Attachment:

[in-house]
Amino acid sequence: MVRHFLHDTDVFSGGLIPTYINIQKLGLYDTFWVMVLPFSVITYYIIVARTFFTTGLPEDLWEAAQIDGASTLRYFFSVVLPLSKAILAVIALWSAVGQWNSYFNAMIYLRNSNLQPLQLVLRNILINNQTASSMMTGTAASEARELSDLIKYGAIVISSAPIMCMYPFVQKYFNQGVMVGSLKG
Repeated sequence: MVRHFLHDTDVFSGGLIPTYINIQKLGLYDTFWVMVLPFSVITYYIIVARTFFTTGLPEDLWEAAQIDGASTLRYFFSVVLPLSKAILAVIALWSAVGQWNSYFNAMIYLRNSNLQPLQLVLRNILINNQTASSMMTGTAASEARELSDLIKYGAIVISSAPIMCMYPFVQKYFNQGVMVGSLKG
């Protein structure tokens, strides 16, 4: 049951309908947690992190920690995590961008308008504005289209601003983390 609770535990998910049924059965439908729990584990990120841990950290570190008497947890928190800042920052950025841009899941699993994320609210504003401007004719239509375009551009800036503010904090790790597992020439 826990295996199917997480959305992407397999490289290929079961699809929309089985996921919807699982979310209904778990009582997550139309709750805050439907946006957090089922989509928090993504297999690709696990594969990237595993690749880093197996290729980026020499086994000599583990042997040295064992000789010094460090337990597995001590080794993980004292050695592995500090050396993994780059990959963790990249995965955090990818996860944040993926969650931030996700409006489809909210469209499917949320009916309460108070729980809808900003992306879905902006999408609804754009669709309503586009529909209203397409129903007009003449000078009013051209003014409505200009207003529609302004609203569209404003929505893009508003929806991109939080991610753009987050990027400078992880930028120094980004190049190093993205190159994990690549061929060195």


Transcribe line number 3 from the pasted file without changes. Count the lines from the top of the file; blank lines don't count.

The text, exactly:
Repeated sequence: MVRHFLHDTDVFSGGLIPTYINIQKLGLYDTFWVMVLPFSVITYYIIVARTFFTTGLPEDLWEAAQIDGASTLRYFFSVVLPLSKAILAVIALWSAVGQWNSYFNAMIYLRNSNLQPLQLVLRNILINNQTASSMMTGTAASEARELSDLIKYGAIVISSAPIMCMYPFVQKYFNQGVMVGSLKG